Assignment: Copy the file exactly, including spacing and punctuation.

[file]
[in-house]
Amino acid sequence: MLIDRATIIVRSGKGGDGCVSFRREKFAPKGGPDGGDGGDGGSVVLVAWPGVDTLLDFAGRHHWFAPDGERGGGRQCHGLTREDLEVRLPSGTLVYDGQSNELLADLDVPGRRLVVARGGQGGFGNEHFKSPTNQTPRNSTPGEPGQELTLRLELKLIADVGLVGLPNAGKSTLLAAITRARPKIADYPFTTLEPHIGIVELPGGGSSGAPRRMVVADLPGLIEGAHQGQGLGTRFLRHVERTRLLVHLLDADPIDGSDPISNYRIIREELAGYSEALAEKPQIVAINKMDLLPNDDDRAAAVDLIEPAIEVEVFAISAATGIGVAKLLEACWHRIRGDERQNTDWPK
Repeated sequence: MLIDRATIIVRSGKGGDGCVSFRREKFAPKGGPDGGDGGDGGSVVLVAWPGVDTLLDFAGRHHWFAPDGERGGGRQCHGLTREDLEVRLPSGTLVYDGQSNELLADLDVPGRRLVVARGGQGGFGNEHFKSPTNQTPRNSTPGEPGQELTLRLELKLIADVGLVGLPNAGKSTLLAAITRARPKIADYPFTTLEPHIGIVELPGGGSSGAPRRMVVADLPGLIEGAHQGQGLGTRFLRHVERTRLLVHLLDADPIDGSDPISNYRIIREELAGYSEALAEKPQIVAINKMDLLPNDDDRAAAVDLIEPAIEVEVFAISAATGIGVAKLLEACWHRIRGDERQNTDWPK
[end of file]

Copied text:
[in-house]
Amino acid sequence: MLIDRATIIVRSGKGGDGCVSFRREKFAPKGGPDGGDGGDGGSVVLVAWPGVDTLLDFAGRHHWFAPDGERGGGRQCHGLTREDLEVRLPSGTLVYDGQSNELLADLDVPGRRLVVARGGQGGFGNEHFKSPTNQTPRNSTPGEPGQELTLRLELKLIADVGLVGLPNAGKSTLLAAITRARPKIADYPFTTLEPHIGIVELPGGGSSGAPRRMVVADLPGLIEGAHQGQGLGTRFLRHVERTRLLVHLLDADPIDGSDPISNYRIIREELAGYSEALAEKPQIVAINKMDLLPNDDDRAAAVDLIEPAIEVEVFAISAATGIGVAKLLEACWHRIRGDERQNTDWPK
Repeated sequence: MLIDRATIIVRSGKGGDGCVSFRREKFAPKGGPDGGDGGDGGSVVLVAWPGVDTLLDFAGRHHWFAPDGERGGGRQCHGLTREDLEVRLPSGTLVYDGQSNELLADLDVPGRRLVVARGGQGGFGNEHFKSPTNQTPRNSTPGEPGQELTLRLELKLIADVGLVGLPNAGKSTLLAAITRARPKIADYPFTTLEPHIGIVELPGGGSSGAPRRMVVADLPGLIEGAHQGQGLGTRFLRHVERTRLLVHLLDADPIDGSDPISNYRIIREELAGYSEALAEKPQIVAINKMDLLPNDDDRAAAVDLIEPAIEVEVFAISAATGIGVAKLLEACWHRIRGDERQNTDWPK